What factors affect the final mortgage rate at which willing buyers of homes and sellers of financing are able to agree? In certain ways, the setting of rates can be incredibly complex, with a plethora of factors able to influence rates, including expected inflation, default probability, government regulation, and maturity risk premium, to name just a few. In addition to these direct factors, high frequency economic and financial indicators affect the factors that influence interest rates, such as consumer confidence, the stock market, and international economic conditions. Although in practice numerous factors can impact an individual’s rate, there are really only four broad categories: inflation, default risk, liquidity risk, and maturity risk.
Why would the rate at which prices are rising affect how much an individual has to pay on his or her home mortgage? Simple – a bank or mortgage provider is investing say $250,000 in an individual’s ability to give them the $250,000 back plus an additional $290,000 in interest over the course of a 30 year fixed rate mortgage @ 6%.
- If inflation is say 7% per annum on average, then, although the bank or mortgage provider is still getting $540,000 for the $250,000 loan, the real inflation adjusted value may only be $195,000, which represents a return to the mortgage provider of -22% over 30 years or an average yearly loss of around 0.7%.
- What does a mortgage provider’s return look like if inflation is 2% per annum? The provider earns about 60% over 30 years, or about 2% per annum.
What do investors expect inflation to look like over the next 30 years right now? Overall, the Federal Reserve Bank of Cleveland reports that individuals expect inflation rates of 1.86% per year over the next 30 years – close to an all-time low. The low anticipated inflation puts downward pressure on mortgage rates, a welcome sign for home buyers.
In addition to inflation risk, loan providers bear the possibility that an individual may not be able to pay back their loan. Whenever the probability of default rises, it puts upward pressure on home buyers. The probabilities of default figures are proprietary to a given financing business, but one indication of default probability is the rate of foreclosure. Overall, the percentage of home loans in the process of foreclosure as of the second quarter of 2012 is about 4.1%. Interestingly, the default probability over the past few years has been associated with lower mortgage rates, largely because the other factors have outweighed the effect of the default factor. With this said, the market appears to think that the probability of default for home mortgage loans has probably peaked, at least when measured in correlation with the recently observed mortgage rates.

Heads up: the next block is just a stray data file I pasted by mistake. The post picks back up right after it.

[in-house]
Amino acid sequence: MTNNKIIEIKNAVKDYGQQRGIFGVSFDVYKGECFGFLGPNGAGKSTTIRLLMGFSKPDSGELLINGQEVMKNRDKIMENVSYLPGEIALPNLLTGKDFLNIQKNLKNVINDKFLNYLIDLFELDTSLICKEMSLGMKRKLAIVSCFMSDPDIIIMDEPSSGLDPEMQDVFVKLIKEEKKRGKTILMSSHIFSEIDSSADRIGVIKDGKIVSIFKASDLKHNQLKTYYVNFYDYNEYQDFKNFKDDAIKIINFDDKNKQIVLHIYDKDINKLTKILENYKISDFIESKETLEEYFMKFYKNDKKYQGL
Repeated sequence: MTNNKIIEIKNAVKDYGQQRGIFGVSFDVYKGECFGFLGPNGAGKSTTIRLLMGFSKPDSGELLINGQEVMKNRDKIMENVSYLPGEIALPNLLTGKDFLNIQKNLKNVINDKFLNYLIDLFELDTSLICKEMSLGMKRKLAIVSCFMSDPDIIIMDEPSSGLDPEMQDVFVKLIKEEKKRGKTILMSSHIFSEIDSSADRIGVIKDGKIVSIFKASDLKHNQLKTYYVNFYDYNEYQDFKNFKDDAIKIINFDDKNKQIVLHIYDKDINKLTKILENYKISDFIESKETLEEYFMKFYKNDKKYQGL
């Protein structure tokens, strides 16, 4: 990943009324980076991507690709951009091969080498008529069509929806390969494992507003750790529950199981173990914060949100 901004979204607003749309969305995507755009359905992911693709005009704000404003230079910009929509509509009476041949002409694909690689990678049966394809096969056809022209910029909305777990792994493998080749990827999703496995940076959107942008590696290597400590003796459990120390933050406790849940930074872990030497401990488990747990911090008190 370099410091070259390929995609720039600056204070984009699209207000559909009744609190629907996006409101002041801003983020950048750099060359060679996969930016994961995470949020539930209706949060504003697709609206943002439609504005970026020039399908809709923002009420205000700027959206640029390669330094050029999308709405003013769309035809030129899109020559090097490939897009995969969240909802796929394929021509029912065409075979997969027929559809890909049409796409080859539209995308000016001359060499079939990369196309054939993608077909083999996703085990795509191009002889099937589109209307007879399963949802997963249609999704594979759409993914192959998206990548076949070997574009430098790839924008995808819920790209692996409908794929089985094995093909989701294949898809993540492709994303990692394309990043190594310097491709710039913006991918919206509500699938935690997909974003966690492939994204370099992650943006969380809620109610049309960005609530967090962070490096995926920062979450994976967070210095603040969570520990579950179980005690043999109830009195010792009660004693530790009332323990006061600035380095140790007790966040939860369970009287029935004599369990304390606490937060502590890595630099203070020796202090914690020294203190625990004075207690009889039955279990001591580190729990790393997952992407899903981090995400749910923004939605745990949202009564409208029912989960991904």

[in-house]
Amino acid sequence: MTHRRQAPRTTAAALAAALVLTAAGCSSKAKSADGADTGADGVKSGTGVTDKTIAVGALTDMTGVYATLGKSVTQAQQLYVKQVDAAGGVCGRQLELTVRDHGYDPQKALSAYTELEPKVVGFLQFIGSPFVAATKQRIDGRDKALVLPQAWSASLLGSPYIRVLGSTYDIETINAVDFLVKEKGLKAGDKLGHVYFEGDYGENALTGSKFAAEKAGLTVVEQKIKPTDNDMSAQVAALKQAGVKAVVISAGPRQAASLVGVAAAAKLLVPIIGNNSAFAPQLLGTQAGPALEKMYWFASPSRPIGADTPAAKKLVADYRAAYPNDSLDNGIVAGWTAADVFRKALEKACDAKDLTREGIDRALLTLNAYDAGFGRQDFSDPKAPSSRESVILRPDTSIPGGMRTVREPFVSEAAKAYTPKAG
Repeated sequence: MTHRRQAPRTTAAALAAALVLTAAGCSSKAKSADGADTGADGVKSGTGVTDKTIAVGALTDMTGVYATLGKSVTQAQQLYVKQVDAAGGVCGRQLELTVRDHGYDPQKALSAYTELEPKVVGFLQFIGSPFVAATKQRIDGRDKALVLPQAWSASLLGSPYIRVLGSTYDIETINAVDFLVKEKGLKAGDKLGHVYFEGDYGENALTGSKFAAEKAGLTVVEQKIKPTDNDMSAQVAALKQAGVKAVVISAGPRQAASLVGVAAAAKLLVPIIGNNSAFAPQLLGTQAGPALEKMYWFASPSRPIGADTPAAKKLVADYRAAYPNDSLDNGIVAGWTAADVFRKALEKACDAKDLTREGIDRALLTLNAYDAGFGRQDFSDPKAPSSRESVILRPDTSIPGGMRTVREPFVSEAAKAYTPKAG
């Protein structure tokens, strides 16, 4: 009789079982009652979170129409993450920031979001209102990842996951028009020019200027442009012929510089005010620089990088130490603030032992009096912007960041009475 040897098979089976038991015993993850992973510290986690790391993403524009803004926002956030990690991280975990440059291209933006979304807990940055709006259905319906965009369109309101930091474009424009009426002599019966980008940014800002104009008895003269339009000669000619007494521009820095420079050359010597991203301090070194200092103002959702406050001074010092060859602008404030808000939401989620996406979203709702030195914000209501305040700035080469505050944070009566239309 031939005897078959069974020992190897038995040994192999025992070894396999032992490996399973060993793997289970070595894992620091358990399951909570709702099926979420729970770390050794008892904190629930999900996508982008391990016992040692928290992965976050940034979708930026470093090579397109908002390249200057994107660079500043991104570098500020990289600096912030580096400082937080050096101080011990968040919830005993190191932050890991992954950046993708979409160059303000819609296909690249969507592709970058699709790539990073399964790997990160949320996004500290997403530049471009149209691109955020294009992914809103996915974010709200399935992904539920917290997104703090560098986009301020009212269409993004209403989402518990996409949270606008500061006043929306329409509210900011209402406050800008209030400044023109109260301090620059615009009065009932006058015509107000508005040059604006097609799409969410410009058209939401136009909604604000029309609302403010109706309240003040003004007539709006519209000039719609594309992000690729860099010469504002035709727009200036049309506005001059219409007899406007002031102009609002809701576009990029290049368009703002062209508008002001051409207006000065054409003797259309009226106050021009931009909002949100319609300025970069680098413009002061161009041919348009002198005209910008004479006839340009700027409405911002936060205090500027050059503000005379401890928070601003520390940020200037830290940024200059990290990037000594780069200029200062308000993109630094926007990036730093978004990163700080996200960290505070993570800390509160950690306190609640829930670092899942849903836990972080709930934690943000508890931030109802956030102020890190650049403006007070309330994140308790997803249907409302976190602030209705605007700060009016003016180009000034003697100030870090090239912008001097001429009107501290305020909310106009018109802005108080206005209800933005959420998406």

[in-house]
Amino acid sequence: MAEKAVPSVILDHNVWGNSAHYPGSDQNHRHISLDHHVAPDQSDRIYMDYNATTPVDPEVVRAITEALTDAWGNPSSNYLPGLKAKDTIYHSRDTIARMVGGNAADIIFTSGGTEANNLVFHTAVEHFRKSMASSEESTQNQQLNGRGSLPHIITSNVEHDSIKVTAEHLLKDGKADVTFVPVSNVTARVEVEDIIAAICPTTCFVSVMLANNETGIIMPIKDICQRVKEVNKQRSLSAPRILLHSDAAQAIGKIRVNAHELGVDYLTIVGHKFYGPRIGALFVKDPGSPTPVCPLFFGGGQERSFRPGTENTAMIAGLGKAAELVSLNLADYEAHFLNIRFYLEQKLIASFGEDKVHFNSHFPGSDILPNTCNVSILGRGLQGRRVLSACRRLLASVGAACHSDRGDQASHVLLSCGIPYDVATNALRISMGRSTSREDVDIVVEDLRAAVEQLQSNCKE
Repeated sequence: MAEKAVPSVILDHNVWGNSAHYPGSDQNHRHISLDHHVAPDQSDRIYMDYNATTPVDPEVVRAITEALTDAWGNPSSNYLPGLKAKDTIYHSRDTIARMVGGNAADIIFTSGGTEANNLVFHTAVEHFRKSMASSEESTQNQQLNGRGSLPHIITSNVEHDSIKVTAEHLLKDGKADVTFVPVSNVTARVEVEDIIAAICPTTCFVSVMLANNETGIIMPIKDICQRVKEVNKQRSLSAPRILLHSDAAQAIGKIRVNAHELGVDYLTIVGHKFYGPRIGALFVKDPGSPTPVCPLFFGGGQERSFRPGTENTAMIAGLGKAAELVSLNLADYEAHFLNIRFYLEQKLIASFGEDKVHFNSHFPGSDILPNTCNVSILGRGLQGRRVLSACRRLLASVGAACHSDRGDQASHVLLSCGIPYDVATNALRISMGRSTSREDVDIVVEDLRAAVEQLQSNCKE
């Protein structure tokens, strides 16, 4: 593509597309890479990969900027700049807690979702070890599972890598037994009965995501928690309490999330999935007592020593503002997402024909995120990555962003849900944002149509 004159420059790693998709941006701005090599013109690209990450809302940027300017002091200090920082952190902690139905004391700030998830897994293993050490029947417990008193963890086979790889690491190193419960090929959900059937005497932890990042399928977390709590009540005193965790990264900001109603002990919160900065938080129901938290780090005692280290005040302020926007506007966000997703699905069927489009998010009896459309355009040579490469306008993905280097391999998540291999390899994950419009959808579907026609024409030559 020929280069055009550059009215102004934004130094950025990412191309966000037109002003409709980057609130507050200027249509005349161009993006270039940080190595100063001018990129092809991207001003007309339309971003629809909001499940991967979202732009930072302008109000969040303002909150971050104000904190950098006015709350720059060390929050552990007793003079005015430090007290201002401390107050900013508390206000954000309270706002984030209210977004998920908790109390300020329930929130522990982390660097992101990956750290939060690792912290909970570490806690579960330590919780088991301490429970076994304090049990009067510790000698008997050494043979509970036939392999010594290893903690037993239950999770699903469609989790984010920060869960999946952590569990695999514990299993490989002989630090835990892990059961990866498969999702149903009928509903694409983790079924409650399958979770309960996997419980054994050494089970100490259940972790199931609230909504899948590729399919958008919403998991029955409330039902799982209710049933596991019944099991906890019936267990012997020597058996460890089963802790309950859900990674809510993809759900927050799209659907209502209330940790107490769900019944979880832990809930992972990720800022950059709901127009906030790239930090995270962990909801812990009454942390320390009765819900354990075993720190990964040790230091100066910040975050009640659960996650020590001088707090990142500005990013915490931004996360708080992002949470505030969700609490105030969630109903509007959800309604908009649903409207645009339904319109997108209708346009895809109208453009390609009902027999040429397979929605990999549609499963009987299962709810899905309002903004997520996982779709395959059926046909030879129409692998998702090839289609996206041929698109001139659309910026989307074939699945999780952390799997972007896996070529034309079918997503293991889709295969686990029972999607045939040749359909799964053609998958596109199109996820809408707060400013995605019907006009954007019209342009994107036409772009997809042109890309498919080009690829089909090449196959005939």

Whenever an individual is required to put in some effort to find a willing buyer for an asset, the probability of being unable to sell the asset increases – this probability, also known as liquidity risk, is present in most home mortgage loans. Because of the possibility that an investor won’t be found for a mortgage asset a bank would rather not hold, the interest rate offered to a home buyer increases somewhat (assuming all other factors equal). One somewhat recent innovation that has lowered the liquidity risk is mortgage backed securities, which are basically a way for banks to sell home mortgage loans to investors. By how much has the mortgage backed security market lowered mortgage rates? Well, that’s a question that requires considerable statistical analysis, but the development of the market has been correlated with at least a decline of 1% in the home mortgage rate seen by the buyer.
Mortgage buyers and sellers continually rethink the optimal term length of their mortgage asset or liability. And, for good reason, because the longer an individual intends to take to pay off a loan, the greater the length of time a financing company has its money tied up in the loan. Thus, providers of mortgage loans generally require a higher interest rate on longer term home mortgage loans to compensate for maturity risk.
Do Treasury Bill Rates affect Mortgage Rates?
Of the many factors that influence mortgage rates, one common misconception is that Treasury bill rates directly affect mortgage rates. That’s generally not true, although a bank or financing company may consider the Treasury bill rate in arriving at an offered mortgage rate.
On the whole, inflation, default risk, liquidity risk, and maturity risk affect an individual’s mortgage rate. At the moment, inflation is largely helping out the home buyer by being low, default risk is largely thought to have peaked, which is also helping out the mortgage buyer, liquidity risk continues to be partially minimized by the invention of mortgage backed securities, and maturity risk continues to be low.
Powered by Facebook Comments